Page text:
Collecting the Internet So You Don't Have To

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Fieldnotes, Evernote and Scanning in Written Words

Julian Moffatt
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Packet of Sunshine I freely admit that I have an unhealthy addiction to FieldNotes notebooks. Something about them makes me feel smarter when I use them. Maybe it is the fact that I fill up pages so quickly because of the small size? At any rate, I now have a rather large collection of filled notebooks. The problem with taking notes on paper, is that I have found it really hard to search via Spotlight and find anything I have written down. Damn analog vs digital.

Additionally, I’ve been hot and cold on Evernote for a couple of years now. The entire concept of dumping everything into one bucket and then searching over it seemed so alien to me after 12 years of keeping thousands of folders, with nested files, all neatly organized.

It was only with QuickSilver, and then later Spotlight in OS X 10.6, that I realized how much time I was spending organizing stuff on my computer. I was wasting time just filing things. Spotlight’s running indexes work well enough to let me forget about my need to file things.

However, I still have the problem of not being able to search paper. All those thoughts written down and immediately forgotten. Then a few days or weeks later someone calls and you know you had some information written down someplace, but where? A little googling turned up a few posts about sending notes to Evernote and leaning on the OCR abilities there.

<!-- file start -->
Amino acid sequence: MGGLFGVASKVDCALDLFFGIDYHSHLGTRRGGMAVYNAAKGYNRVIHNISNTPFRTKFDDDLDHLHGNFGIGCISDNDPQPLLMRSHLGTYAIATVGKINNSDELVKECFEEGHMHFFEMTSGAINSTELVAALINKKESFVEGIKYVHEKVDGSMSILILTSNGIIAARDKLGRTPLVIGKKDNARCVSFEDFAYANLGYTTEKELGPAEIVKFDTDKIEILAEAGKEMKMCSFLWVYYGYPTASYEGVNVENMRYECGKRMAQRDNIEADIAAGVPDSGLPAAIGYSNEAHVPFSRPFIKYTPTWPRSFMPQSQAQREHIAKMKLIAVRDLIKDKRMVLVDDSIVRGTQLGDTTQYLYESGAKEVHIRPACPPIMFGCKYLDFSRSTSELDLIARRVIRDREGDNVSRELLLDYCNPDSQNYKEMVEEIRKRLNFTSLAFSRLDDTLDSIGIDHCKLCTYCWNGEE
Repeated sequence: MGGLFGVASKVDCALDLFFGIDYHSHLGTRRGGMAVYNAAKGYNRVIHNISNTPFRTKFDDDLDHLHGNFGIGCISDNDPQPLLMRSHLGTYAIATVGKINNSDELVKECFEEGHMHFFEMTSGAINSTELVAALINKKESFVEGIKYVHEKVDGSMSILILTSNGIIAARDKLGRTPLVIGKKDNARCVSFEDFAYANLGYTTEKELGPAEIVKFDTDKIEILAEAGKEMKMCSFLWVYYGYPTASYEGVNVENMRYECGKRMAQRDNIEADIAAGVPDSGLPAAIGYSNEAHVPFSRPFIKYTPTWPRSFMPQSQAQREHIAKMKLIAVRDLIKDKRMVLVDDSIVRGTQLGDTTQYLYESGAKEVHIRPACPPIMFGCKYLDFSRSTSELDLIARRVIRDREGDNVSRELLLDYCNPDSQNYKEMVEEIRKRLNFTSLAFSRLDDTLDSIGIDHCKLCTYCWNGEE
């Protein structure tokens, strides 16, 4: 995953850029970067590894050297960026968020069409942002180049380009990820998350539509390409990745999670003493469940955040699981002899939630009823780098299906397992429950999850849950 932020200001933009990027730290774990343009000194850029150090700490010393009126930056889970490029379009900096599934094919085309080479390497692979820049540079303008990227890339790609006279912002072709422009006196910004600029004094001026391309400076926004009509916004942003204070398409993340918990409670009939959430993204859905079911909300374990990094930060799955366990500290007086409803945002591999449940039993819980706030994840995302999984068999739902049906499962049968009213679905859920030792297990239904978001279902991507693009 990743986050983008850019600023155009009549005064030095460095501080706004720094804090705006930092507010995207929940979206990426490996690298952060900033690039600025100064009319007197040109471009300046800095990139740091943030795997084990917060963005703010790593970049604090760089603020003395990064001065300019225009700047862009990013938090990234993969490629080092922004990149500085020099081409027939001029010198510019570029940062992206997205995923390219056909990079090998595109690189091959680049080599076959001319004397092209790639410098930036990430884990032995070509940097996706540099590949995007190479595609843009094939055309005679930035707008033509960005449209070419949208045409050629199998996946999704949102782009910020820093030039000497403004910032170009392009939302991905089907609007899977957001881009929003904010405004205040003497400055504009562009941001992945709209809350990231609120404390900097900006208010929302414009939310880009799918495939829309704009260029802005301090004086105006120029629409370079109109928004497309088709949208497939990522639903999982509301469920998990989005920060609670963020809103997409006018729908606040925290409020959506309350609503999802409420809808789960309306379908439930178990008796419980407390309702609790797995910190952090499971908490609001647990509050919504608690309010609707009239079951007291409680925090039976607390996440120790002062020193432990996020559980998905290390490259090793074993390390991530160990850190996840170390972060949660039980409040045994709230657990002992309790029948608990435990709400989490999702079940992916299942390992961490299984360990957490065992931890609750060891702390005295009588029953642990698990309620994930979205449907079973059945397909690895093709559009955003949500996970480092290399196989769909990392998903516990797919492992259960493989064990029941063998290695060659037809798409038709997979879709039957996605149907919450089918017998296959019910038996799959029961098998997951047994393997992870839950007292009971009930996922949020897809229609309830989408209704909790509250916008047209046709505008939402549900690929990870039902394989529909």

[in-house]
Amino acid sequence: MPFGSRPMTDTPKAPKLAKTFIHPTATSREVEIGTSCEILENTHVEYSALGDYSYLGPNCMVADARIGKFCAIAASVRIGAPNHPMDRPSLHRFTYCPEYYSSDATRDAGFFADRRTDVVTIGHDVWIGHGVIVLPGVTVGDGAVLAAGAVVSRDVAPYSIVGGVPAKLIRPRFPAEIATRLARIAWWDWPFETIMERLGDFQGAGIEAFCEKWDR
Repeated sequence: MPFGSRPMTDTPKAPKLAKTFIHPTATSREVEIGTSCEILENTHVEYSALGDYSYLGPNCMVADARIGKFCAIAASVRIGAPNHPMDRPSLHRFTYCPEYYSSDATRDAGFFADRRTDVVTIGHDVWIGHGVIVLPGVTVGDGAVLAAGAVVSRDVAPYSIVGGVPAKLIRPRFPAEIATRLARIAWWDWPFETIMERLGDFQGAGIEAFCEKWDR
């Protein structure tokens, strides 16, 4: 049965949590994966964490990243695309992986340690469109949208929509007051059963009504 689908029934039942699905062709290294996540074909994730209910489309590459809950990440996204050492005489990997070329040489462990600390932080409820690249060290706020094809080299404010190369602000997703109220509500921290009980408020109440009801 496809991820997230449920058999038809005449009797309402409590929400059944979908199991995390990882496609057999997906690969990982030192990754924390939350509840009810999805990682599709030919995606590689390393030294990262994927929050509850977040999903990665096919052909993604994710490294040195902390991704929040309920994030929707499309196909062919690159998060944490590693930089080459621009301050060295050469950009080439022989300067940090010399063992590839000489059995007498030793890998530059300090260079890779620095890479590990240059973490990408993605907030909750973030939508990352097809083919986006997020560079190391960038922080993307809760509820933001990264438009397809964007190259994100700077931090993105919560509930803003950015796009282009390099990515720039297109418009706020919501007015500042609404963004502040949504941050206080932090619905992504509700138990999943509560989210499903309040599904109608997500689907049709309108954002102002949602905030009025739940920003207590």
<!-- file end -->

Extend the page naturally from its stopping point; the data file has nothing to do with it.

Here are the steps I followed:

  1. Fill up a notebook and hook up the scanner.
  2. Create a scan folder for your files. I went with FN-VolNumber as the parent folder.
  3. Open up Automator and follow Ken’s automator evernote write up on making an automated task.Thanks Ken!
  4. Scan in your pages with a suitable naming convention. I went with FN-VolNum-pgNum
    TIP: Make sure to include 0 before all the single digit spreads.
  5. Rinse and repeat as often as needed.

That is it. Evernote’s OCR is working on indexing several notebooks as you read this. Results have been hit and miss with my hand writing, but if you remember to print really important bits, the OCR works well.

Of note: handwriting is important; printing works better than cursive; pen ink wins over pencil grey; images are being captured as high quality JPGs with 150dpi resolution; I’m on the free Evernote account for now; having the Evernote iPhone app means my FieldNotes are always with me.

Posted dug up by Google that helped with the writing of this post: